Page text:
If you want information that will help you select the best financial advisor, you are going to have to ask for it. We strongly recommend you require documentation for advisor responses so you have a written record.
Compensation and Other Expenses
Very few investors really understand financial advisor compensation. That’s because the financial service industry has layers and layers of fees, commissions and transaction charges. And in some way, all of these expenses are deducted from your account(s).
Let’s assume you have $100,000 to invest. A commission advisor recommends load mutual funds that pay an “upfront” commission of $5,000 (5 percent). The firm retains part of the commission and pays the rest to the advisor. What do you get? A sales recommendation to buy the mutual funds.
Contrast that to a fee-only advisor. Using the same $100,000 asset amount, the advisor charges a 1 percent fee for his advice and services. The fee is billed quarterly in arrears so it is “pay as you go.” Plus, you get ongoing advice, service meetings and performance reports as part of the service. Prospectuses and service agreements provide some of the information you need to determine what you are paying for financial advice and services. However, you are going to have to ask for additional disclosures to obtain all of the information you need to select the best financial advisor.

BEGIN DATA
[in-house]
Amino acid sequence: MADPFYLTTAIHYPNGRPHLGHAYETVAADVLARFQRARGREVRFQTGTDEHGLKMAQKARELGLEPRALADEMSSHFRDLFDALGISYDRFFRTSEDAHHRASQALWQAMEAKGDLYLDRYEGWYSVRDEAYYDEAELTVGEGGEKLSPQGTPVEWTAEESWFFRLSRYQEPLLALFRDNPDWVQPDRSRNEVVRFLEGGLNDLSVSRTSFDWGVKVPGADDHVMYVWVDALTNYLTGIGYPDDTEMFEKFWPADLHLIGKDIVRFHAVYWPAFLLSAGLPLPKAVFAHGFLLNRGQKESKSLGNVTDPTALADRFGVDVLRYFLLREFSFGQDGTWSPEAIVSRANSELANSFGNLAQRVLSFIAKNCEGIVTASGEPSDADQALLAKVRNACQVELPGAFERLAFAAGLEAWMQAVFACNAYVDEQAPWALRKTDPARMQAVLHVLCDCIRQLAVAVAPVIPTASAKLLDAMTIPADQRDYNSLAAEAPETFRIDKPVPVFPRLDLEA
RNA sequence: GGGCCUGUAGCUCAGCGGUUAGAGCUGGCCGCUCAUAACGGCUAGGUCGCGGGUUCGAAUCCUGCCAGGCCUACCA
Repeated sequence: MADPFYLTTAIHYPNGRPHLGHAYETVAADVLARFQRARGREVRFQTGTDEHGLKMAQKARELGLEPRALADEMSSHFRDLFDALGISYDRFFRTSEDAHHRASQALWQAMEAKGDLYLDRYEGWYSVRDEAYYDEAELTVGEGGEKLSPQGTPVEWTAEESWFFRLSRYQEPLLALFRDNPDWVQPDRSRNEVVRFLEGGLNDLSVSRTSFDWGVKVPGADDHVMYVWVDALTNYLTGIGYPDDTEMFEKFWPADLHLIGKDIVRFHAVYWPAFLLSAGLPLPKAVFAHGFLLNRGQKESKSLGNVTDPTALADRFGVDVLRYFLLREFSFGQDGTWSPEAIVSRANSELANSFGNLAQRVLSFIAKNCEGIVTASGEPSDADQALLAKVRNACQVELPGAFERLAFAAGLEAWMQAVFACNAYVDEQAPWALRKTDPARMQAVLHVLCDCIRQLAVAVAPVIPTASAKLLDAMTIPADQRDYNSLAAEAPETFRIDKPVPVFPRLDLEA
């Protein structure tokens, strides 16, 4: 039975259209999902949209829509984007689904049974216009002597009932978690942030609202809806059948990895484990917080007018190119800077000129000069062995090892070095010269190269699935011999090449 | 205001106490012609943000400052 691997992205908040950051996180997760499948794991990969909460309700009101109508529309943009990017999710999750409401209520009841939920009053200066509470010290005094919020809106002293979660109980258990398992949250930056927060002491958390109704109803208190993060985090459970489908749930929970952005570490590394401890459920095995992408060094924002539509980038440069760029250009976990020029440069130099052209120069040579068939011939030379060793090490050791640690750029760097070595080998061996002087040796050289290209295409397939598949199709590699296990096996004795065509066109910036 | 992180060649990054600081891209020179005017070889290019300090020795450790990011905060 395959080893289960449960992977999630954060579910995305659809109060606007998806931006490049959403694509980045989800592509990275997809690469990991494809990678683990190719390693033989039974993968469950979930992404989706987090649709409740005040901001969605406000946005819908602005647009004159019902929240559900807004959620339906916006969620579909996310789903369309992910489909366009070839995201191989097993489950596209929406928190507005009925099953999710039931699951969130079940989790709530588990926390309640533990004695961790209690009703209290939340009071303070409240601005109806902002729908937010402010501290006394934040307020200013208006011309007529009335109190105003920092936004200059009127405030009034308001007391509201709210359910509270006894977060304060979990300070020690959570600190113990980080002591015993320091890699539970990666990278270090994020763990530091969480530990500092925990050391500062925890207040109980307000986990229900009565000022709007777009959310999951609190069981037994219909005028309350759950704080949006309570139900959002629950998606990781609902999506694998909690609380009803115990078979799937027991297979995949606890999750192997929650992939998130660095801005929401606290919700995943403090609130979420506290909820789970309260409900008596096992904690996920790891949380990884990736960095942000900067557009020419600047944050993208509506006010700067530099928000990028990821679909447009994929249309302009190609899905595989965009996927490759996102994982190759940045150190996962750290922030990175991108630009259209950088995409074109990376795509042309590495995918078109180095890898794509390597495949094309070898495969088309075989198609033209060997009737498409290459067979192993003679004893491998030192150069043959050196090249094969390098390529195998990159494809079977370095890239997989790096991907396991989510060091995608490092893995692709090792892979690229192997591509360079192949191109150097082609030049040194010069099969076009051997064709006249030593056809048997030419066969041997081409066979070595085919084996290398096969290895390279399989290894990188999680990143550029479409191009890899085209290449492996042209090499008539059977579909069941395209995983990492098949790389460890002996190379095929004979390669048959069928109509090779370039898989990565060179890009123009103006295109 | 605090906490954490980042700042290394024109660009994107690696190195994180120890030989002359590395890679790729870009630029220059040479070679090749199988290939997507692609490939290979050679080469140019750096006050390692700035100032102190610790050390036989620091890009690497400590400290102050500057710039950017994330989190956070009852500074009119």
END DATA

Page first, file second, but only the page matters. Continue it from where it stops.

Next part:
Financial advisors and their firms are in a business that is based on trust. You have to be able to trust the advice (and recommendations) you get from your financial advisor.